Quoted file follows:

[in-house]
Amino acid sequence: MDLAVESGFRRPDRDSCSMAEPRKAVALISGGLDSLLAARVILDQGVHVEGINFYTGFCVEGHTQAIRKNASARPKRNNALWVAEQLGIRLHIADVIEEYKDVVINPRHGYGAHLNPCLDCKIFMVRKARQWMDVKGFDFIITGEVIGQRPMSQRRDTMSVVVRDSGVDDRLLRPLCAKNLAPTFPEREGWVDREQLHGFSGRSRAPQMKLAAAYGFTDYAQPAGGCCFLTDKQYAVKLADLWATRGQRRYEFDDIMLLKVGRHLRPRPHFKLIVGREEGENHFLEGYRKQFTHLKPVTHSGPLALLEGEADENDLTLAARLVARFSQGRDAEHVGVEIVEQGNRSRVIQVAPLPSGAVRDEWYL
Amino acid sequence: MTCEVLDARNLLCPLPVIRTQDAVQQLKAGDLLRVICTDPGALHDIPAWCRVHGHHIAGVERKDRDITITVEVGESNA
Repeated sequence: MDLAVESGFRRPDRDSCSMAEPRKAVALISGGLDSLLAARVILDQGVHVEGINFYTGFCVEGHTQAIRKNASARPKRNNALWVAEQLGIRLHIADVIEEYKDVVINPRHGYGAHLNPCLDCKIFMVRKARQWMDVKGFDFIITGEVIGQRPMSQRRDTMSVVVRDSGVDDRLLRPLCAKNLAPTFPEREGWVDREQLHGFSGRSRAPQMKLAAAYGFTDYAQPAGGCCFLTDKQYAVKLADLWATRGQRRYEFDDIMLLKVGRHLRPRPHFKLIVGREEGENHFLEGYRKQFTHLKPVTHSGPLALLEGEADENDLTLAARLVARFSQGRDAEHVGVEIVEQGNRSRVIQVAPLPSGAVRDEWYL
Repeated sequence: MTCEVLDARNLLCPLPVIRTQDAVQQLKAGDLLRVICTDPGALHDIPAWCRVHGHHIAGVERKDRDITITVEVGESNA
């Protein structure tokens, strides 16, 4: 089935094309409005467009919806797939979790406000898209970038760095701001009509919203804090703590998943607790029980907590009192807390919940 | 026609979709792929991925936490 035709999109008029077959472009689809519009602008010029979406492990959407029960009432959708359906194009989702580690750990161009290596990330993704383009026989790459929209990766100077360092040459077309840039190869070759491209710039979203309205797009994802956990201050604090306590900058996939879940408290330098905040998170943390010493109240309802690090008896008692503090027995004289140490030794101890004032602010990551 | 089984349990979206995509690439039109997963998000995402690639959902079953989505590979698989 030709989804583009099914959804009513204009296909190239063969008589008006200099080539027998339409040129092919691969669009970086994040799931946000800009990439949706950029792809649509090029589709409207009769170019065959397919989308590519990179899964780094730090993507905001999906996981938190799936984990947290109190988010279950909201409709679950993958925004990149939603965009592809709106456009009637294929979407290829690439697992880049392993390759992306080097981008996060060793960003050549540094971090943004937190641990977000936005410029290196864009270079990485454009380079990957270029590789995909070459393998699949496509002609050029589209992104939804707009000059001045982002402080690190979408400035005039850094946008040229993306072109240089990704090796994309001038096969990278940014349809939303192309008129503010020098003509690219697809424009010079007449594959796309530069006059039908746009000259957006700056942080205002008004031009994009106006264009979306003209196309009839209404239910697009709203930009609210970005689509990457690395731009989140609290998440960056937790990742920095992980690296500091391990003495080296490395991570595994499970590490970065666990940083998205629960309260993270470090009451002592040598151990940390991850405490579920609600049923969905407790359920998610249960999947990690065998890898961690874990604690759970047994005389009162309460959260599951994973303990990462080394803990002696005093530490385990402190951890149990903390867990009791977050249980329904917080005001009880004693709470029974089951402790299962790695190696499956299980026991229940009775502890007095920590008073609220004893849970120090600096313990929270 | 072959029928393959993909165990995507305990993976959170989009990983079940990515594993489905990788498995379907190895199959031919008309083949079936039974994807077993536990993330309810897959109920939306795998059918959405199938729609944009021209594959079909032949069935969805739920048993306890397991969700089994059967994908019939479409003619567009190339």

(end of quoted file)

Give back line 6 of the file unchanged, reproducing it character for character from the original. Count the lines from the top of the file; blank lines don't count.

């Protein structure tokens, strides 16, 4: 089935094309409005467009919806797939979790406000898209970038760095701001009509919203804090703590998943607790029980907590009192807390919940 | 026609979709792929991925936490 035709999109008029077959472009689809519009602008010029979406492990959407029960009432959708359906194009989702580690750990161009290596990330993704383009026989790459929209990766100077360092040459077309840039190869070759491209710039979203309205797009994802956990201050604090306590900058996939879940408290330098905040998170943390010493109240309802690090008896008692503090027995004289140490030794101890004032602010990551 | 089984349990979206995509690439039109997963998000995402690639959902079953989505590979698989 030709989804583009099914959804009513204009296909190239063969008589008006200099080539027998339409040129092919691969669009970086994040799931946000800009990439949706950029792809649509090029589709409207009769170019065959397919989308590519990179899964780094730090993507905001999906996981938190799936984990947290109190988010279950909201409709679950993958925004990149939603965009592809709106456009009637294929979407290829690439697992880049392993390759992306080097981008996060060793960003050549540094971090943004937190641990977000936005410029290196864009270079990485454009380079990957270029590789995909070459393998699949496509002609050029589209992104939804707009000059001045982002402080690190979408400035005039850094946008040229993306072109240089990704090796994309001038096969990278940014349809939303192309008129503010020098003509690219697809424009010079007449594959796309530069006059039908746009000259957006700056942080205002008004031009994009106006264009979306003209196309009839209404239910697009709203930009609210970005689509990457690395731009989140609290998440960056937790990742920095992980690296500091391990003495080296490395991570595994499970590490970065666990940083998205629960309260993270470090009451002592040598151990940390991850405490579920609600049923969905407790359920998610249960999947990690065998890898961690874990604690759970047994005389009162309460959260599951994973303990990462080394803990002696005093530490385990402190951890149990903390867990009791977050249980329904917080005001009880004693709470029974089951402790299962790695190696499956299980026991229940009775502890007095920590008073609220004893849970120090600096313990929270 | 072959029928393959993909165990995507305990993976959170989009990983079940990515594993489905990788498995379907190895199959031919008309083949079936039974994807077993536990993330309810897959109920939306795998059918959405199938729609944009021209594959079909032949069935969805739920048993306890397991969700089994059967994908019939479409003619567009190339």